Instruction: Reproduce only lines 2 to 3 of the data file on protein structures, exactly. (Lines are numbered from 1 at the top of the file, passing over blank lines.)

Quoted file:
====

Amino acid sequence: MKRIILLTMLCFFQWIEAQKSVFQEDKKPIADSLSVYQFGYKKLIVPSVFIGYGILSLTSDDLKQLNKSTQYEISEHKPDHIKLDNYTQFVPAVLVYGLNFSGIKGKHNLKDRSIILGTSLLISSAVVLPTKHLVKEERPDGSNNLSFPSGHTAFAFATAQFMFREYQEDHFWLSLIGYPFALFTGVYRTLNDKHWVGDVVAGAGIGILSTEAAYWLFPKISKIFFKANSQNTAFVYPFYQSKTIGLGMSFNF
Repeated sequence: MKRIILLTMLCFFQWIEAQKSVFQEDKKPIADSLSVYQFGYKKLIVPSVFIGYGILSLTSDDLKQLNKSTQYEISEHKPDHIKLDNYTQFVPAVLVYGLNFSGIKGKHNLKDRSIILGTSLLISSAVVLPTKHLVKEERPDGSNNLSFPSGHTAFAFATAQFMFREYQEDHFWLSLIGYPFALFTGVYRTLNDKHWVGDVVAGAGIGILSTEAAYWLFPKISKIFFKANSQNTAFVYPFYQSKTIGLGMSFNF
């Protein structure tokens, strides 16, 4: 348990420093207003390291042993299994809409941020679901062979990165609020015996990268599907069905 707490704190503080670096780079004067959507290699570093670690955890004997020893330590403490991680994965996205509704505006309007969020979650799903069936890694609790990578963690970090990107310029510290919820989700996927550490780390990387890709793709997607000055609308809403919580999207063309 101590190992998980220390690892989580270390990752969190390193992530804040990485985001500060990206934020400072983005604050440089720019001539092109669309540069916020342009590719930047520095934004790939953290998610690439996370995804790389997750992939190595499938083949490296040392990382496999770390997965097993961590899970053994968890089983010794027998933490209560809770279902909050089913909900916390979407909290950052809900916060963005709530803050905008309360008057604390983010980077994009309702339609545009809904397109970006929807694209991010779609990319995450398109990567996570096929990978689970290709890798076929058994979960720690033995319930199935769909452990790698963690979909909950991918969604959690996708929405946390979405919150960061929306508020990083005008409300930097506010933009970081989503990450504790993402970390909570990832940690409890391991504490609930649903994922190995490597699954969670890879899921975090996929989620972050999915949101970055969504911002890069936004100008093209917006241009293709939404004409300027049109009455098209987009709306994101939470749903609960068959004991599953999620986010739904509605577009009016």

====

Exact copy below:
Repeated sequence: MKRIILLTMLCFFQWIEAQKSVFQEDKKPIADSLSVYQFGYKKLIVPSVFIGYGILSLTSDDLKQLNKSTQYEISEHKPDHIKLDNYTQFVPAVLVYGLNFSGIKGKHNLKDRSIILGTSLLISSAVVLPTKHLVKEERPDGSNNLSFPSGHTAFAFATAQFMFREYQEDHFWLSLIGYPFALFTGVYRTLNDKHWVGDVVAGAGIGILSTEAAYWLFPKISKIFFKANSQNTAFVYPFYQSKTIGLGMSFNF
């Protein structure tokens, strides 16, 4: 348990420093207003390291042993299994809409941020679901062979990165609020015996990268599907069905 707490704190503080670096780079004067959507290699570093670690955890004997020893330590403490991680994965996205509704505006309007969020979650799903069936890694609790990578963690970090990107310029510290919820989700996927550490780390990387890709793709997607000055609308809403919580999207063309 101590190992998980220390690892989580270390990752969190390193992530804040990485985001500060990206934020400072983005604050440089720019001539092109669309540069916020342009590719930047520095934004790939953290998610690439996370995804790389997750992939190595499938083949490296040392990382496999770390997965097993961590899970053994968890089983010794027998933490209560809770279902909050089913909900916390979407909290950052809900916060963005709530803050905008309360008057604390983010980077994009309702339609545009809904397109970006929807694209991010779609990319995450398109990567996570096929990978689970290709890798076929058994979960720690033995319930199935769909452990790698963690979909909950991918969604959690996708929405946390979405919150960061929306508020990083005008409300930097506010933009970081989503990450504790993402970390909570990832940690409890391991504490609930649903994922190995490597699954969670890879899921975090996929989620972050999915949101970055969504911002890069936004100008093209917006241009293709939404004409300027049109009455098209987009709306994101939470749903609960068959004991599953999620986010739904509605577009009016």